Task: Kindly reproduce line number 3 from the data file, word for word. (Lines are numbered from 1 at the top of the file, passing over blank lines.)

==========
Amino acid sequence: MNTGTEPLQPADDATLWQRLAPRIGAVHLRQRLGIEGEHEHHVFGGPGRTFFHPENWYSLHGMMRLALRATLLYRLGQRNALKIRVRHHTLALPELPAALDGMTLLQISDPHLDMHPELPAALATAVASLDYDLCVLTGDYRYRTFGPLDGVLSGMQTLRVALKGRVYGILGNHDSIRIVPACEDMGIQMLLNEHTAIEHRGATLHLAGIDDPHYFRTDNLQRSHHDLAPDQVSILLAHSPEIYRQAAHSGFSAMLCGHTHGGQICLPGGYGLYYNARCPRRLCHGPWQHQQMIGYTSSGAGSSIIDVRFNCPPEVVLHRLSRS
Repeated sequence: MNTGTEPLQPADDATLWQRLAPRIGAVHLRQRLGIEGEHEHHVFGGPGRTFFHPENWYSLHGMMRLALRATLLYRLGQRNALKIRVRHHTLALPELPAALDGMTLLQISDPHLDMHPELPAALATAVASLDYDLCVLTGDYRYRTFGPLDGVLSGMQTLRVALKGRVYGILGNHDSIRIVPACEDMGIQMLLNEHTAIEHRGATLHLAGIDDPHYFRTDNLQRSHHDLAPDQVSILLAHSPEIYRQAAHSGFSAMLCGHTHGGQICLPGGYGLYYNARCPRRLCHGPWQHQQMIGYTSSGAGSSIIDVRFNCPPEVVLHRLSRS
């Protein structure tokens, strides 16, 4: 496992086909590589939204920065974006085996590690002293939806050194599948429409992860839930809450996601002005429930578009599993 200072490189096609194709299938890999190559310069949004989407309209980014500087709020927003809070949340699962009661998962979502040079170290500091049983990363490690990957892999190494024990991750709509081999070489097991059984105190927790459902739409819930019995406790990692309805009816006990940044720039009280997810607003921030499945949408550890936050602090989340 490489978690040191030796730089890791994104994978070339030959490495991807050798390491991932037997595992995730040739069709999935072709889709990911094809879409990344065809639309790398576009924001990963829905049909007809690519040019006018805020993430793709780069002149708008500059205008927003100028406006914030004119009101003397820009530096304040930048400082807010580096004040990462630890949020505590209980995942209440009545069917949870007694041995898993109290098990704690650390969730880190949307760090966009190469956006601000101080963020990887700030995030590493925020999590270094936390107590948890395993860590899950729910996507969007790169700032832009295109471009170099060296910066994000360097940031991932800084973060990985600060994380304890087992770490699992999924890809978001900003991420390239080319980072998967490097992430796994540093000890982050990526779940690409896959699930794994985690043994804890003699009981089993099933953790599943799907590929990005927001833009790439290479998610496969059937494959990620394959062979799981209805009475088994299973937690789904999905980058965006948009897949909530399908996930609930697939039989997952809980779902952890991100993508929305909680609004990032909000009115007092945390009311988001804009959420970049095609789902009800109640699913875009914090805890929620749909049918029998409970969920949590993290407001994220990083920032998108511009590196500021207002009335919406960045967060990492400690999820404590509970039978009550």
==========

């Protein structure tokens, strides 16, 4: 496992086909590589939204920065974006085996590690002293939806050194599948429409992860839930809450996601002005429930578009599993 200072490189096609194709299938890999190559310069949004989407309209980014500087709020927003809070949340699962009661998962979502040079170290500091049983990363490690990957892999190494024990991750709509081999070489097991059984105190927790459902739409819930019995406790990692309805009816006990940044720039009280997810607003921030499945949408550890936050602090989340 490489978690040191030796730089890791994104994978070339030959490495991807050798390491991932037997595992995730040739069709999935072709889709990911094809879409990344065809639309790398576009924001990963829905049909007809690519040019006018805020993430793709780069002149708008500059205008927003100028406006914030004119009101003397820009530096304040930048400082807010580096004040990462630890949020505590209980995942209440009545069917949870007694041995898993109290098990704690650390969730880190949307760090966009190469956006601000101080963020990887700030995030590493925020999590270094936390107590948890395993860590899950729910996507969007790169700032832009295109471009170099060296910066994000360097940031991932800084973060990985600060994380304890087992770490699992999924890809978001900003991420390239080319980072998967490097992430796994540093000890982050990526779940690409896959699930794994985690043994804890003699009981089993099933953790599943799907590929990005927001833009790439290479998610496969059937494959990620394959062979799981209805009475088994299973937690789904999905980058965006948009897949909530399908996930609930697939039989997952809980779902952890991100993508929305909680609004990032909000009115007092945390009311988001804009959420970049095609789902009800109640699913875009914090805890929620749909049918029998409970969920949590993290407001994220990083920032998108511009590196500021207002009335919406960045967060990492400690999820404590509970039978009550």